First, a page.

Almost Everything: Notes on Hope, Anne Lamott. New York: Riverhead, 2018.
Summary: A series of “notes” or essays on hope, especially amid disturbing times.
That’s how this collection of essays in which Lamott sums up why she lives with hope in apocalyptic times. She wrote this before COVID, George Floyd, the 2020 elections and their aftermath, and the invasion of Ukraine and a world staring at the possibility of World War Three, which is almost unthinkable. How did she know.
In “Prelude” Lamott describes this book as being written for her grandson and niece as almost everything she knows that might help. Then in typical Lamott style, she diverts and says that there are really only two things she knows–that she is mightily tempted to jump off of rooftops and out of speeding cars and that she has seen miracles.
She writes of the paradox of truth and how it affords hope when you hit bottom because there is something else, that bottom is only one side of the paradox. We really can’t change others or save them–it is an inside job. She writes, “Nor did I know about grace, that it meets you exactly where you are, at your most pathetic and hopeless, and it loads you into its wheelbarrow and then tips you out somewhere else in ever so slightly better shape.” There really is no fix in life, only forgiveness. We especially can’t change families–only live with them and forgive. Most things will work if we unplug them–even us. We need to surrender the impulse to return hate with hate. Empathy awakens us to how like we are to what we are tempted to hate. She derides diets that end with us gaining weight, suggesting kindness toward ourselves might be better.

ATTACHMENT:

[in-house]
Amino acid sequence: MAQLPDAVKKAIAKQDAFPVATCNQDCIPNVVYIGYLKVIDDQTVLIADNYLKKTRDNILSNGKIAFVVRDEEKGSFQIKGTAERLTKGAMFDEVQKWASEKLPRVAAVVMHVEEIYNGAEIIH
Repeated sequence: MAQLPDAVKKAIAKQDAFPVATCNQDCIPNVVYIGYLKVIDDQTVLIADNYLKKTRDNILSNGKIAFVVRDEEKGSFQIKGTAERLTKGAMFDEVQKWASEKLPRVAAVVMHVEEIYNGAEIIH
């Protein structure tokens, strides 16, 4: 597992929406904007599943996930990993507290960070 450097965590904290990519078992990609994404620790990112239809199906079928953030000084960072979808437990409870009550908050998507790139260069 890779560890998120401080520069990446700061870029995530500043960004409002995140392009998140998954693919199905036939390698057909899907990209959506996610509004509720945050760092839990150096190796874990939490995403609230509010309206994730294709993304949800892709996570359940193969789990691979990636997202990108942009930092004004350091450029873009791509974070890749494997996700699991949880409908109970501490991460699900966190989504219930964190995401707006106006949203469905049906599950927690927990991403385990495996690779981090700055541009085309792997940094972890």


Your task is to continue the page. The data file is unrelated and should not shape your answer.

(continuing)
There is probably little better writing advice than she gives a bunch of first graders, which was really writing one bad page after another until they became a book. She thinks that bitter chocolate is only good to balance wobbly chair legs and that we do better to carry Kisses in our backpacks to give away and make friends. She writes about death and accompanying the dying, comparing our lives to hen and chicks, with the belly button center that grows outward in glossy green leaves that eventually thin, fade, fall off and feed the soil. Contemplating death makes life richer.
One of the most moving chapter narrates the life of Kelly, an atheist friend who was in AA with her, and then out because she didn’t like the God part, her downward decline after a divorce and the death of her dog, their shared love of Survivor and the last, alcohol-ridden years where Anne hoped God would break through because nothing else could, and the final rest she found when she and a friend who was her last joy killed themselves together. She narrates the tragic fortress of alcoholism that led to her friend’s death when God came in the form of welcome and a cup of tea at an AA meeting.
She concludes with coming back to hope. No sweetness and sentimentality. We confront the terribleness of things, and yet glimpse the wonders of the world, the hush of a forest, and still have the sense that in the end, it will be well.
Lamott has this uncanny ability to puncture our pretensions and our certainties without leaving us bereft. In this context, of finding hope in the face of apocalypse, it comes down to the idea that there is always something beyond bad, that the story doesn’t end that way. Whatever we ground that in–God or intuition–it’s probably the best we have to hang onto in these days.